Parrot’s had a major stake in the recreational drone business for years, with the popular BeBop and Disco drones. The company has now defined and expanded their offering to cover all sections of the drone market. They offer a range of mini-drones for fun and racing, the senseFly eBee for industry and large enterprise and now, in the middle, a professional offering. Parrot Professional isn’t an entirely new product, says Parrot’s Chief Sales and Marketing Officer Chris Roberts. “It’s more about bringing the best of the best from the Parrot ecosystem – we take the proven consumer drone, do slight modifications, embed a high precision sensor, and add the control and post-analysis software,” he explains. “It’s everything that you need to get going for a multi-purpose work tool.”
With Parrot Consumer, Parrot Professional, and Parrot Commercial the company has all the bases covered; which should help them to achieve their global expansion goals. Roberts says that the introduction of Parrot Professional is the logical next step in a strategy for market dominance. “It’s not a shift – it’s leveraging the product suite that we have. It’s our ambition to be dominant in all three.”
SenseFly is the creator of the well-known eBee drone – an ultra-lightweight fixed wing. The eBee is strictly commercial: its price tag makes it an enterprise solution. But the eBee’s truly unique weight and size mean that its safety case is almost self-evident. No rotors, no sharp edges, and no heavy objects make the eBee an excellent choice for many applications as well as a regulatory favorite.
In addition, the eBee is launched by just throwing it into the air; making it far easier for many professionals to fly. Brock Ryder, senseFly’s Swiss Sales Director, says that’s the point: “We’re not here to create pilots – ease of use is key,” says Ryder. “We’re here to sell to industry experts. We want to make sure that we make their lives easier.”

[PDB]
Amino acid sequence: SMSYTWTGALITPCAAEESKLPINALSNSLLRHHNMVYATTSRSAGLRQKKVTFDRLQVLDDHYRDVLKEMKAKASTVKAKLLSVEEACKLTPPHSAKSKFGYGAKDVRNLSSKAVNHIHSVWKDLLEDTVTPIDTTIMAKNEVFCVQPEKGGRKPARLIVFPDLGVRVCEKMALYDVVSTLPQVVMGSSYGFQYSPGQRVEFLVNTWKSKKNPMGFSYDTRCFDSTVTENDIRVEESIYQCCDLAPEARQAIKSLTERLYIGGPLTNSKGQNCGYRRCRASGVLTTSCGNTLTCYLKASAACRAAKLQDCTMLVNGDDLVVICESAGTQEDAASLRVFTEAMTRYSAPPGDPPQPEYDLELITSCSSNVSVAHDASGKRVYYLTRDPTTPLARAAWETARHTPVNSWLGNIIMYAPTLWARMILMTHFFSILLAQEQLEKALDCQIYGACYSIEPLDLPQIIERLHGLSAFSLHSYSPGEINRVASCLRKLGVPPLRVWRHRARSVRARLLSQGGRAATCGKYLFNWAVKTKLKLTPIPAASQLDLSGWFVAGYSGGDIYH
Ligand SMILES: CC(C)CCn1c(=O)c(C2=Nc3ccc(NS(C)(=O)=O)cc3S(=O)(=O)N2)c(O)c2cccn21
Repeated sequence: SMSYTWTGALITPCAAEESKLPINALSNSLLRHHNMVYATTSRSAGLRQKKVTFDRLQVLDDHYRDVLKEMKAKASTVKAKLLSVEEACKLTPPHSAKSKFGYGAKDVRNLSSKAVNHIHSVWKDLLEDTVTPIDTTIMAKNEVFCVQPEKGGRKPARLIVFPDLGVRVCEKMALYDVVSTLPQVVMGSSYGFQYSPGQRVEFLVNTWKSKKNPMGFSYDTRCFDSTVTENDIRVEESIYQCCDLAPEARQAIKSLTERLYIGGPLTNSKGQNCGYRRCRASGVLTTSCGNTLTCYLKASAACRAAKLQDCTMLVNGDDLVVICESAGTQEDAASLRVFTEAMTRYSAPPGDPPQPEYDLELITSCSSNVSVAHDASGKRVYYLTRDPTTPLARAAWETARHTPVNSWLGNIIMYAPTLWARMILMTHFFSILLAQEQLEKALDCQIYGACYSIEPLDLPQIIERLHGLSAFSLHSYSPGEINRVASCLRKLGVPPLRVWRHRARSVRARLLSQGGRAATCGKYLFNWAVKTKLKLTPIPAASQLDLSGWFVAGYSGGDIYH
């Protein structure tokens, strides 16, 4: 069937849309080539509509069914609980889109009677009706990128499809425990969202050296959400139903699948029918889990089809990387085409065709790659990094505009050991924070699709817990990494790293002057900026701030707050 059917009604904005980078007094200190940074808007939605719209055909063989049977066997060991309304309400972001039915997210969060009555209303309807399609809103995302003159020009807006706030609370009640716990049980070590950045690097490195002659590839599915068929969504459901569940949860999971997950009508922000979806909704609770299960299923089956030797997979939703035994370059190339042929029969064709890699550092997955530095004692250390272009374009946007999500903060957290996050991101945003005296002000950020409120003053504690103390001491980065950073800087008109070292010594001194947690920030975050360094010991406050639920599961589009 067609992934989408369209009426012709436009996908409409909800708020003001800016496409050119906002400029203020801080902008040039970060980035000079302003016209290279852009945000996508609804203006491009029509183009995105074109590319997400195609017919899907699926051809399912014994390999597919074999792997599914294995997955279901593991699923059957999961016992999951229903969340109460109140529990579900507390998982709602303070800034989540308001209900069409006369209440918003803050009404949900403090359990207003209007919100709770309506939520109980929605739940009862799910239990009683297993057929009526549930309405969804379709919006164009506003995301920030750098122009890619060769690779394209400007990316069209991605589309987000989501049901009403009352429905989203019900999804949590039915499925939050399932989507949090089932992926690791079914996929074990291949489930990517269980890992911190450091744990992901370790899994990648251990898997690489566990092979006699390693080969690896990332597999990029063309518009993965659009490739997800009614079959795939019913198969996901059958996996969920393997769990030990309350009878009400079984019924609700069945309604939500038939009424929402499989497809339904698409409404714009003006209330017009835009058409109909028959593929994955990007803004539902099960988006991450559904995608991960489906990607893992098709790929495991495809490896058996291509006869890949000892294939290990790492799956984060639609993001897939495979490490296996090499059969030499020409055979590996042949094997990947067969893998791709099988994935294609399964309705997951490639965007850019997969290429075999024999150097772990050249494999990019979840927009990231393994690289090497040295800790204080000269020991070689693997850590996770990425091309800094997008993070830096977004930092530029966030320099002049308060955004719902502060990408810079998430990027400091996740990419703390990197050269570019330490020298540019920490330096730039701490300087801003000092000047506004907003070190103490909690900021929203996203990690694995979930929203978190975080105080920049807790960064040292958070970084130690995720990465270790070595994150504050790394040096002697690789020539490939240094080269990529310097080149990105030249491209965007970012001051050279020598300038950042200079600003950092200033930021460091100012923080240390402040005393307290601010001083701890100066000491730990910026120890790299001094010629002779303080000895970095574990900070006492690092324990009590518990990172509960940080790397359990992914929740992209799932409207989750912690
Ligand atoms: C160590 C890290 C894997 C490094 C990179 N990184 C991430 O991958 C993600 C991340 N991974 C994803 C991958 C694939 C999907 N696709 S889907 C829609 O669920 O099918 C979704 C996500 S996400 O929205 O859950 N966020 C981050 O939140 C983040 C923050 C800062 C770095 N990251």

While senseFly is a hardware manufacturer, they’ve worked to provide more value. “We’re trying to focus on that end-to-end solution,” says Ryder. ” We’re expanding partnerships with the best vertical solutions… In the professional market, they don’t want cheaper solutions- they want a complete solution.”
SenseFly works hard to dive deep into verticals and figure out the best value for their customers, but the applications for the eBee continue to expand. “We still get amazed all the time at how people use our tools to do things that we’ve never thought of,” says Ryder.
Drone mapping and modeling software provider Pix4D is a major player in drone software solutions. Pix4D offers precise, georeferenced 2D and 3D maps and models. They’ve come up with creative uses for their output, including elaborate real estate and construction models which are fascinating to play with. Pix4D has covered the entire commercial workflow, with tools from data capture hardware (through their partnership with Parrot) to analysis and delivery to the client.
Founded and run by scientist and photogrammetry expert Dr. Christoph Strecha, the company now has offices in Switzerland, China, and the US. Strecha’s academic roots are seen throughout the company: which values adaptability, new ideas, and community. In discussing the company’s developments in 3D modeling, Strecha says that commercial applications are evolving quickly. “Even in traditional surveying and mapping, the needs are changing,” he says.
Pix4D is also very active in working with organizations to bring drone technology to underserved communities or for disaster relief. The company has done work all over the world to assist after hurricanes, earthquakes, and other disasters. “To give people ownership of geospatial information is a powerful thing,” says Strecha. “And demonstrating that drone technology is good… that is everyone in the industry’s responsibility.”
The best of Europe’s drone industry is leading the way in many areas: with new commercial drones, the development of new markets, and in innovative data solutions. European drone companies have a global reach – and are influencing customer expectations around the world. “Our culture supports investment in new technology and innovation,” says Parrot’s Chris Roberts. “That facilitates tech and startups.”
Miriam McNabb is the Editor-in-Chief of DRONELIFE and CEO of JobForDrones, a professional drone services marketplace, and a fascinated observer of the emerging drone industry and the regulatory environment for drones. Miriam has a degree from the University of Chicago and over 20 years of experience in high tech sales and marketing for new technologies.